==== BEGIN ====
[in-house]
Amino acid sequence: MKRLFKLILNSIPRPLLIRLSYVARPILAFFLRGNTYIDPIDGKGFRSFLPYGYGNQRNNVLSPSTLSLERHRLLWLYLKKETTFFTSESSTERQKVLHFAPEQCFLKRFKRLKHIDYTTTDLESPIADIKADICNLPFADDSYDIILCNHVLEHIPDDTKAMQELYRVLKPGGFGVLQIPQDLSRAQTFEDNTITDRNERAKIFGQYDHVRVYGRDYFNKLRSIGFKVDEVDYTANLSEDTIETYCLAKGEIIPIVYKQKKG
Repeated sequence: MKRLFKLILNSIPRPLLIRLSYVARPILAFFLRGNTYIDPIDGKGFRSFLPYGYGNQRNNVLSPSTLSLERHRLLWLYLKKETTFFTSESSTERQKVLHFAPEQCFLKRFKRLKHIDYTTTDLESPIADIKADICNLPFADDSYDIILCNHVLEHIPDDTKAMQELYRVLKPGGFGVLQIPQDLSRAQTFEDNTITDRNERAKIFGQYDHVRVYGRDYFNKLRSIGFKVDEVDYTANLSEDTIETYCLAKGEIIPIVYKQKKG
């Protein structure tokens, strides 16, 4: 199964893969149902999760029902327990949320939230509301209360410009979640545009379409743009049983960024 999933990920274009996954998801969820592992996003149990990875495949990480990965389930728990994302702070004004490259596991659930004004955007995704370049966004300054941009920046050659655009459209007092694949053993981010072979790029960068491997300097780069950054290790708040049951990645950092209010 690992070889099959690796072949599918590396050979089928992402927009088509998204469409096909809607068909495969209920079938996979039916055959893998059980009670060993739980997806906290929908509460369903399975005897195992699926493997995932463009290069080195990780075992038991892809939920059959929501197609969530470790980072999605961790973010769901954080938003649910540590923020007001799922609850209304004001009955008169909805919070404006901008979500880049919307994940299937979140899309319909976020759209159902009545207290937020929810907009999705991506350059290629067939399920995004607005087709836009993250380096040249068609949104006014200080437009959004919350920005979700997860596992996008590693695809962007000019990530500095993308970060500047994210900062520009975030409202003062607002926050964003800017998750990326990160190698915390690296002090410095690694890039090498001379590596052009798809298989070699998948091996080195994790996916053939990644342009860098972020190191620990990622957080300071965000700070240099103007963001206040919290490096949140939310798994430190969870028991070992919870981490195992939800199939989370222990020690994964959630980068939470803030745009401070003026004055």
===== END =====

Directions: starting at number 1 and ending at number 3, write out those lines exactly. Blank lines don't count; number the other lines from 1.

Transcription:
[in-house]
Amino acid sequence: MKRLFKLILNSIPRPLLIRLSYVARPILAFFLRGNTYIDPIDGKGFRSFLPYGYGNQRNNVLSPSTLSLERHRLLWLYLKKETTFFTSESSTERQKVLHFAPEQCFLKRFKRLKHIDYTTTDLESPIADIKADICNLPFADDSYDIILCNHVLEHIPDDTKAMQELYRVLKPGGFGVLQIPQDLSRAQTFEDNTITDRNERAKIFGQYDHVRVYGRDYFNKLRSIGFKVDEVDYTANLSEDTIETYCLAKGEIIPIVYKQKKG
Repeated sequence: MKRLFKLILNSIPRPLLIRLSYVARPILAFFLRGNTYIDPIDGKGFRSFLPYGYGNQRNNVLSPSTLSLERHRLLWLYLKKETTFFTSESSTERQKVLHFAPEQCFLKRFKRLKHIDYTTTDLESPIADIKADICNLPFADDSYDIILCNHVLEHIPDDTKAMQELYRVLKPGGFGVLQIPQDLSRAQTFEDNTITDRNERAKIFGQYDHVRVYGRDYFNKLRSIGFKVDEVDYTANLSEDTIETYCLAKGEIIPIVYKQKKG